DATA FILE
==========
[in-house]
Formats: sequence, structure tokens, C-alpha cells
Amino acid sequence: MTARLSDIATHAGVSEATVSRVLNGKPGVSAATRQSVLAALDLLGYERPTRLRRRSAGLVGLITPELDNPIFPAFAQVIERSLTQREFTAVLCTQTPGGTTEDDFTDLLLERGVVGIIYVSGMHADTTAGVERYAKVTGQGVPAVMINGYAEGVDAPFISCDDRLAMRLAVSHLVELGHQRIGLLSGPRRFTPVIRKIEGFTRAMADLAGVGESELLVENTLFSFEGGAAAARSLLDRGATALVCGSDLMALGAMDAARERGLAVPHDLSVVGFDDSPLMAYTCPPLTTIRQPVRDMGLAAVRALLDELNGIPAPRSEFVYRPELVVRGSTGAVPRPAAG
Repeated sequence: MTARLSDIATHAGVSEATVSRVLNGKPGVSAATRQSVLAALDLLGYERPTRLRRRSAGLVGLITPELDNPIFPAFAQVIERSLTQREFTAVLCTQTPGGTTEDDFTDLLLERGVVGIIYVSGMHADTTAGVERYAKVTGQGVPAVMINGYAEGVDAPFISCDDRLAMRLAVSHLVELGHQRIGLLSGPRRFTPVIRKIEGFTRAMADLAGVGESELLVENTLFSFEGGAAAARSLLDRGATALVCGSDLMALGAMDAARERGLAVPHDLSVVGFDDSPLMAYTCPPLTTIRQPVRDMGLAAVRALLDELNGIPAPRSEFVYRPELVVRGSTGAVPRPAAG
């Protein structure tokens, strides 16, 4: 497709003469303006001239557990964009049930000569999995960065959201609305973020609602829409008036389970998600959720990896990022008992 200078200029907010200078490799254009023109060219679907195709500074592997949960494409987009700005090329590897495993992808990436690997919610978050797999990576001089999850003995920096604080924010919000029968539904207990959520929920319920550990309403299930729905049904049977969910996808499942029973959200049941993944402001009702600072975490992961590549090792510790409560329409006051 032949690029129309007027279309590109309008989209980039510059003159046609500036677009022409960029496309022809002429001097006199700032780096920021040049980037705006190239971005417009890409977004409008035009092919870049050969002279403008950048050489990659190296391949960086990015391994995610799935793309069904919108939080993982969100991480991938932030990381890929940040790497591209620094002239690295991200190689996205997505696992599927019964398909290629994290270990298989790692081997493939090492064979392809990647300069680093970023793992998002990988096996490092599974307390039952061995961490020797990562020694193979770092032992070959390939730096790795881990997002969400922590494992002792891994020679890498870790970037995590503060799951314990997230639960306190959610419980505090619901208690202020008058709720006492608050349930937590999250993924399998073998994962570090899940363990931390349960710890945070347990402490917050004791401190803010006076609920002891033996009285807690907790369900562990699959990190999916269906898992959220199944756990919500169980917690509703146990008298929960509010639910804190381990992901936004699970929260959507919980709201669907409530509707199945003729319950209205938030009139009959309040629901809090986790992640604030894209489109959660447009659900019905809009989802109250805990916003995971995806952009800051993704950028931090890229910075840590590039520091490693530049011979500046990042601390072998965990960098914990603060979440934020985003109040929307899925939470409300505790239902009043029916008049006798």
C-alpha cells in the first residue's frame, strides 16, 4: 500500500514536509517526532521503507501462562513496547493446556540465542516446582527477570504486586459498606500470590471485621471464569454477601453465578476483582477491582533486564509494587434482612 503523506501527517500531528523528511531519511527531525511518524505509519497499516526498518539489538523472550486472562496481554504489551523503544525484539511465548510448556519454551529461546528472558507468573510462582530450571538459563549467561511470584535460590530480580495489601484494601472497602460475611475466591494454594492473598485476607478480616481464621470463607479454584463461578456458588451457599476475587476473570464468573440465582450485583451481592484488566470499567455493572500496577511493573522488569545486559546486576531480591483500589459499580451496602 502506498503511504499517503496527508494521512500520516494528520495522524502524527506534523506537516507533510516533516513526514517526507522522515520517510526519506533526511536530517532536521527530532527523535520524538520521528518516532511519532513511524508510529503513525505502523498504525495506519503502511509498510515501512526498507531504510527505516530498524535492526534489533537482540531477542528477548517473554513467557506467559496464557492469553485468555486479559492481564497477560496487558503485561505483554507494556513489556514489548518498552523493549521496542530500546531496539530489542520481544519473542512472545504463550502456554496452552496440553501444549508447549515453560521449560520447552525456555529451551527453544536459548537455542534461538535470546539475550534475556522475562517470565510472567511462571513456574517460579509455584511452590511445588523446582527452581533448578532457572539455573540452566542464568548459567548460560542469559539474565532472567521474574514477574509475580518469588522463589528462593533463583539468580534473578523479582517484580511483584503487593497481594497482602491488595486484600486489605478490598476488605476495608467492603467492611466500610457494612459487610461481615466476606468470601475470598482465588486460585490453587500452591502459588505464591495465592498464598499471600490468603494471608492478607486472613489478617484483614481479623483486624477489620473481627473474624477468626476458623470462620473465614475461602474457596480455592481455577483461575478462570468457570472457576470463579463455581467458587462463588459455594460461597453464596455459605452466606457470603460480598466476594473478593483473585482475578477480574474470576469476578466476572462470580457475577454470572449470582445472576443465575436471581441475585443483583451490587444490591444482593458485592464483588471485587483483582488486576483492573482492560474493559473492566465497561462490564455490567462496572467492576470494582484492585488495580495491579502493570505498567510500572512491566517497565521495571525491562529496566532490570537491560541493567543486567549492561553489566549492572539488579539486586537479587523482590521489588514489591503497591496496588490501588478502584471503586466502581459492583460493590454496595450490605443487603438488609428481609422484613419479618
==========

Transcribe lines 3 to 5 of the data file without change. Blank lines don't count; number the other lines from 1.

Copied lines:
Amino acid sequence: MTARLSDIATHAGVSEATVSRVLNGKPGVSAATRQSVLAALDLLGYERPTRLRRRSAGLVGLITPELDNPIFPAFAQVIERSLTQREFTAVLCTQTPGGTTEDDFTDLLLERGVVGIIYVSGMHADTTAGVERYAKVTGQGVPAVMINGYAEGVDAPFISCDDRLAMRLAVSHLVELGHQRIGLLSGPRRFTPVIRKIEGFTRAMADLAGVGESELLVENTLFSFEGGAAAARSLLDRGATALVCGSDLMALGAMDAARERGLAVPHDLSVVGFDDSPLMAYTCPPLTTIRQPVRDMGLAAVRALLDELNGIPAPRSEFVYRPELVVRGSTGAVPRPAAG
Repeated sequence: MTARLSDIATHAGVSEATVSRVLNGKPGVSAATRQSVLAALDLLGYERPTRLRRRSAGLVGLITPELDNPIFPAFAQVIERSLTQREFTAVLCTQTPGGTTEDDFTDLLLERGVVGIIYVSGMHADTTAGVERYAKVTGQGVPAVMINGYAEGVDAPFISCDDRLAMRLAVSHLVELGHQRIGLLSGPRRFTPVIRKIEGFTRAMADLAGVGESELLVENTLFSFEGGAAAARSLLDRGATALVCGSDLMALGAMDAARERGLAVPHDLSVVGFDDSPLMAYTCPPLTTIRQPVRDMGLAAVRALLDELNGIPAPRSEFVYRPELVVRGSTGAVPRPAAG
């Protein structure tokens, strides 16, 4: 497709003469303006001239557990964009049930000569999995960065959201609305973020609602829409008036389970998600959720990896990022008992 200078200029907010200078490799254009023109060219679907195709500074592997949960494409987009700005090329590897495993992808990436690997919610978050797999990576001089999850003995920096604080924010919000029968539904207990959520929920319920550990309403299930729905049904049977969910996808499942029973959200049941993944402001009702600072975490992961590549090792510790409560329409006051 032949690029129309007027279309590109309008989209980039510059003159046609500036677009022409960029496309022809002429001097006199700032780096920021040049980037705006190239971005417009890409977004409008035009092919870049050969002279403008950048050489990659190296391949960086990015391994995610799935793309069904919108939080993982969100991480991938932030990381890929940040790497591209620094002239690295991200190689996205997505696992599927019964398909290629994290270990298989790692081997493939090492064979392809990647300069680093970023793992998002990988096996490092599974307390039952061995961490020797990562020694193979770092032992070959390939730096790795881990997002969400922590494992002792891994020679890498870790970037995590503060799951314990997230639960306190959610419980505090619901208690202020008058709720006492608050349930937590999250993924399998073998994962570090899940363990931390349960710890945070347990402490917050004791401190803010006076609920002891033996009285807690907790369900562990699959990190999916269906898992959220199944756990919500169980917690509703146990008298929960509010639910804190381990992901936004699970929260959507919980709201669907409530509707199945003729319950209205938030009139009959309040629901809090986790992640604030894209489109959660447009659900019905809009989802109250805990916003995971995806952009800051993704950028931090890229910075840590590039520091490693530049011979500046990042601390072998965990960098914990603060979440934020985003109040929307899925939470409300505790239902009043029916008049006798």